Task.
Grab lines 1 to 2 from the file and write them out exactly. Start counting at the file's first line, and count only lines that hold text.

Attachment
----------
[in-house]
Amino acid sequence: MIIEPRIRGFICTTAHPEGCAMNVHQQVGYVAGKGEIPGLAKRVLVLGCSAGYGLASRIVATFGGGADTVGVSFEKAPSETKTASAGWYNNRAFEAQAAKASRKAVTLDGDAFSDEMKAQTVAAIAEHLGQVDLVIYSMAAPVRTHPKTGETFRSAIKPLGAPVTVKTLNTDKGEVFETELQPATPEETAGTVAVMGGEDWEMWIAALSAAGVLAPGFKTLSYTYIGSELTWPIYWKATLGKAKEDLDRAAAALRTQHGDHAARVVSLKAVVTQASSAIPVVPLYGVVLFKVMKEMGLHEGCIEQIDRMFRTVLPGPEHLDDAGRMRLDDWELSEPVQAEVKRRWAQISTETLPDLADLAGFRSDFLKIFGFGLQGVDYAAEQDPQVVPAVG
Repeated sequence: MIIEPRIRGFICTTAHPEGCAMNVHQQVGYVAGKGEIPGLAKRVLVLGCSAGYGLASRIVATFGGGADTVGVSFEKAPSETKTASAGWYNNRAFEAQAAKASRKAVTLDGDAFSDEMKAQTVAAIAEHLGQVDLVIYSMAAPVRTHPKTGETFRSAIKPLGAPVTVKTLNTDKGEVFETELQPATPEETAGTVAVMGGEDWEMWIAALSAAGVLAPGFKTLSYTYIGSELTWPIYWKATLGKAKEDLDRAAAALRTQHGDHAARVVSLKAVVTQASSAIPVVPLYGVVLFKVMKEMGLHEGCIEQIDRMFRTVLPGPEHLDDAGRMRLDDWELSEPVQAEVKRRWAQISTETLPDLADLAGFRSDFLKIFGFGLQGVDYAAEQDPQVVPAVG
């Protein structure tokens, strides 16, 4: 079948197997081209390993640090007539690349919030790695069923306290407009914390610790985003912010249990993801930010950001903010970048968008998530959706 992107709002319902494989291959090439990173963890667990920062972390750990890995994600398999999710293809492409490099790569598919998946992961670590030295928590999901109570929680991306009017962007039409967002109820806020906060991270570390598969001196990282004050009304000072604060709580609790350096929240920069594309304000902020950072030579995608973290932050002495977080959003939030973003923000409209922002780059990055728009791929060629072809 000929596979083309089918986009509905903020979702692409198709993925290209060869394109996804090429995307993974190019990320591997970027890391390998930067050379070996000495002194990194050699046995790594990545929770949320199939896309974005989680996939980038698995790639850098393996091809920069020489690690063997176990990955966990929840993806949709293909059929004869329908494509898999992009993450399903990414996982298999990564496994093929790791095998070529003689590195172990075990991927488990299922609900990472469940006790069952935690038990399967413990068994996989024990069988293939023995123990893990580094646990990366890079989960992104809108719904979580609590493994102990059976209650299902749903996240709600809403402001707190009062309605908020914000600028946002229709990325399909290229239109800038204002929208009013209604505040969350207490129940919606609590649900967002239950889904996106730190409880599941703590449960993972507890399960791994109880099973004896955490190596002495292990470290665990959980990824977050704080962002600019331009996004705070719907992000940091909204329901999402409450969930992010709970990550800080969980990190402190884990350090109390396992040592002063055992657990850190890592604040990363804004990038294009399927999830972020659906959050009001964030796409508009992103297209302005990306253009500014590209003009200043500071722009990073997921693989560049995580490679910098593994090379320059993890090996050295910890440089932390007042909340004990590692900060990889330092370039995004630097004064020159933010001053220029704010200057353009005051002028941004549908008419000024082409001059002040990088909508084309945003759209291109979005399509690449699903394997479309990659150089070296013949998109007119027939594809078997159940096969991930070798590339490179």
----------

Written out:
[in-house]
Amino acid sequence: MIIEPRIRGFICTTAHPEGCAMNVHQQVGYVAGKGEIPGLAKRVLVLGCSAGYGLASRIVATFGGGADTVGVSFEKAPSETKTASAGWYNNRAFEAQAAKASRKAVTLDGDAFSDEMKAQTVAAIAEHLGQVDLVIYSMAAPVRTHPKTGETFRSAIKPLGAPVTVKTLNTDKGEVFETELQPATPEETAGTVAVMGGEDWEMWIAALSAAGVLAPGFKTLSYTYIGSELTWPIYWKATLGKAKEDLDRAAAALRTQHGDHAARVVSLKAVVTQASSAIPVVPLYGVVLFKVMKEMGLHEGCIEQIDRMFRTVLPGPEHLDDAGRMRLDDWELSEPVQAEVKRRWAQISTETLPDLADLAGFRSDFLKIFGFGLQGVDYAAEQDPQVVPAVG